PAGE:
Update: The NYTimes’ Brian Stelter has a great story on the success of NBC (he asserts the same point that I wrote over the weekend). Brian writes “NBC treated the Olympics like a research laboratory, and it says it is gleaning information about how people preferred to consume content from its combination of television, online and mobile offerings. (Critics charge that because the network did not stream the most popular sporting events live, its findings are skewed.) Regardless, the network is using the Olympics to assert that TV is the preferred medium of consumers, with the vast majority of viewing — 93 percent — done via television.” – It’s basically a great success and shows that the long tail distribution applies to this great example from NBC of converged media- As the saying goes “It’s all good”.
— my orginal post
NBC’s web site strategy for the Olympics was brilliant from a business perspective. Pump the hell out of it via promotion (like a crack dealer handing out samples) then do the “take away”. Everyone was so jacked to get online coverage – sure they did – Live Ping Pong and Fencing. The big show’s was the TV coverage.
What’s so smart about this move? NBC just followed the money. They have “scale” on the broadcast signal and advertising on TV. The Internet at best is just a social media promotional tool. Why ADVERTISING DOESN’T WORK on the Internet. Better said broadcast advertising techniques don’t work on the web. It’s a simple numbers game. NBC just could never scale up the broadcast online to get the kind of return that they can command on the TV side. An example EMarketer calculated its ad-revenue estimates based on the number of video streams that NBC said it generated during the first seven days of the Games. EMarketer estimated that NBC charged on average $50 per thousand ad impressions. This is a joke on return on the video ads.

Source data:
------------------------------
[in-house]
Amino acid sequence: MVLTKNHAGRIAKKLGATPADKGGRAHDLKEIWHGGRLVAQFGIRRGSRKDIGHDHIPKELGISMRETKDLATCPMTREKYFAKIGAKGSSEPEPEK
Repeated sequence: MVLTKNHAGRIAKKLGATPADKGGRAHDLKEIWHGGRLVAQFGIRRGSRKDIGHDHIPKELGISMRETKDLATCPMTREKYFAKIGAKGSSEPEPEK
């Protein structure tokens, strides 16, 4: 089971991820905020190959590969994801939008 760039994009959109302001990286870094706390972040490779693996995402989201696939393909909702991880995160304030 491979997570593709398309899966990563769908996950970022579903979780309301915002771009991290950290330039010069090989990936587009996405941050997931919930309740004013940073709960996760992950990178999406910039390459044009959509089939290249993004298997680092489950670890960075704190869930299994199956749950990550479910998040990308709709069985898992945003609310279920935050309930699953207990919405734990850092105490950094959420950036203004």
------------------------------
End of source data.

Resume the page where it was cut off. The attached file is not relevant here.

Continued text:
So I say NBC was smart. On the user side they just didn’t get the coverage that they wanted, but hell NBC paid for the rights. NBC wins and users loose.
The Wall Street Journal article by Emily Steele frames NBC’s online effort as a failure. No way Emily they did fine. There is no there there online for NBC. The end game was the TV broadcast and TV advertising. The web was a promotional and fringe service.
I’m bullish on online video but the market for broadcasting online is in absolute turmoil.
Henry Blogett has a good take on his blog SAI. Of course I’m biased because he agrees with me. In fact I’m hard pressed to find someone to disagree with me on this post (except the web 2.0 echo chamber).